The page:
Vitamins and minerals during pregnancy
Your body uses vitamins, minerals and other nutrients in food to help it stay strong and healthy. During pregnancy, your growing baby gets all the nutrients she needs from you. So you may need more during pregnancy than you did before. And if you’re pregnant with multiples (twins, triplets or more), you may need more than if you’re having one baby.
Eating healthy foods should give you all the nutrients you need during pregnancy. But it’s hard to get some, like folic acid and iron, just through food. Taking prenatal vitamins along with eating healthy foods can help you get the nutrients you and your baby need before, during and after pregnancy.
Here are the top things you need to know about vitamins and nutrients during pregnancy:
- Take a prenatal vitamin each day during pregnancy.
- Make sure your prenatal vitamin has folic acid, iron and calcium in it. Most prenatal vitamins have the right amount of each of these.
- Talk to your provider to make sure you get enough vitamin D, DHA and iodine each day.
- Tell your provider about any vitamins and supplements you take. Don’t take any without your provider’s OK.
What are prenatal vitamins and supplements?
Prenatal vitamins are multivitamins made just for pregnant women. Compared to a regular multivitamin, they have more of some nutrients that you need during pregnancy. Your health care provider can prescribe a prenatal vitamin for you at your first prenatal care checkup. You also can buy them without a prescription.
A supplement is a product you take to make up for certain nutrients that you don’t get enough of in foods you eat. For example, you may take a vitamin supplement to help you get more vitamin D. Or you may take an iron or calcium supplement. Your provider may want you to take certain supplements if you’re a vegetarian, you have certain food allergies or can’t eat certain foods.
Which nutrients are most important during pregnancy?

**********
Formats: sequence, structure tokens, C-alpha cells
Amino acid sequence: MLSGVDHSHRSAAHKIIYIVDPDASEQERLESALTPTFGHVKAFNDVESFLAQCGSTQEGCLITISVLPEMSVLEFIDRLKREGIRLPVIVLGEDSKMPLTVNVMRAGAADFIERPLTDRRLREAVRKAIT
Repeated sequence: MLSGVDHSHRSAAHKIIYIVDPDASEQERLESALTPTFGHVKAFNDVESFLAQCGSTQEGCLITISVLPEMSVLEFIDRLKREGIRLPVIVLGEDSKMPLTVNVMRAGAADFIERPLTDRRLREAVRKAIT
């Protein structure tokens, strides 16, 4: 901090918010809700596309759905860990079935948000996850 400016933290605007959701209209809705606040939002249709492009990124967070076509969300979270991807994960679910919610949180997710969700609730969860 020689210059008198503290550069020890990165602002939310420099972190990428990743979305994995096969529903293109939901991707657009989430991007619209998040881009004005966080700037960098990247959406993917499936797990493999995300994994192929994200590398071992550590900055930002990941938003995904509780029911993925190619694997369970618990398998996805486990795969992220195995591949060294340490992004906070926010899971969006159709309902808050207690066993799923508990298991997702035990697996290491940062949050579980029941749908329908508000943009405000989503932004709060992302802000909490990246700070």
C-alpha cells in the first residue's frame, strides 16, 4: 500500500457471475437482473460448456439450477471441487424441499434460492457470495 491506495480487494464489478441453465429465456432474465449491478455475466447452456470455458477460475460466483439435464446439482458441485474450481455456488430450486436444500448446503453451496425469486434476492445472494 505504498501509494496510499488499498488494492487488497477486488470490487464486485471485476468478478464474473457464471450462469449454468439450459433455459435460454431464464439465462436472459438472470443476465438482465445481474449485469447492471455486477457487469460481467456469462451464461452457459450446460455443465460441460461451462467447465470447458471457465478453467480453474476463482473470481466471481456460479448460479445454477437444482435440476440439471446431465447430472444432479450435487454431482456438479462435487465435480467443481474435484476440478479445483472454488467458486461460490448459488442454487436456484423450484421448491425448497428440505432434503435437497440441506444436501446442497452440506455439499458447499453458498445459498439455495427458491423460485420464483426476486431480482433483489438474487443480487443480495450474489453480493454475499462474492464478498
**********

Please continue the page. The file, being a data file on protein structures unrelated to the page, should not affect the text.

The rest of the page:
All nutrients are important, but these six play a key role in your baby’s growth and development during pregnancy:
- Folic acid
- Vitamin D
What is folic acid?
Folic acid is a B vitamin that every cell in your body needs for healthy growth and development. If you take it before and during early pregnancy, it can help prevent birth defects of the brain and spine called neural tube defects (also called NTDs). Some studies show that taking folic acid also may help prevent heart defects and birth defects in your baby’s mouth called cleft lip and palate.
During pregnancy, take a prenatal vitamin each day that has 600 micrograms of folic acid in it. If you’re not pregnant yet, take a multivitamin with 400 micrograms of folic acid in it every day. Most women don’t need more than 1,000 micrograms of folic acid each day, so talk to your provider to make sure you get the right amount.
You can get folic acid from food. Some flour, bread, cereal and pastas have folic acid added to them. Look for “fortified” or “enriched” on the package label. You also can get folic acid from some fruits and vegetables. When folic acid is naturally in a food, it’s called folate. Good sources of folate include:
- Leafy green vegetables, like spinach and broccoli
- Lentils and beans
- Orange juice
What is iron?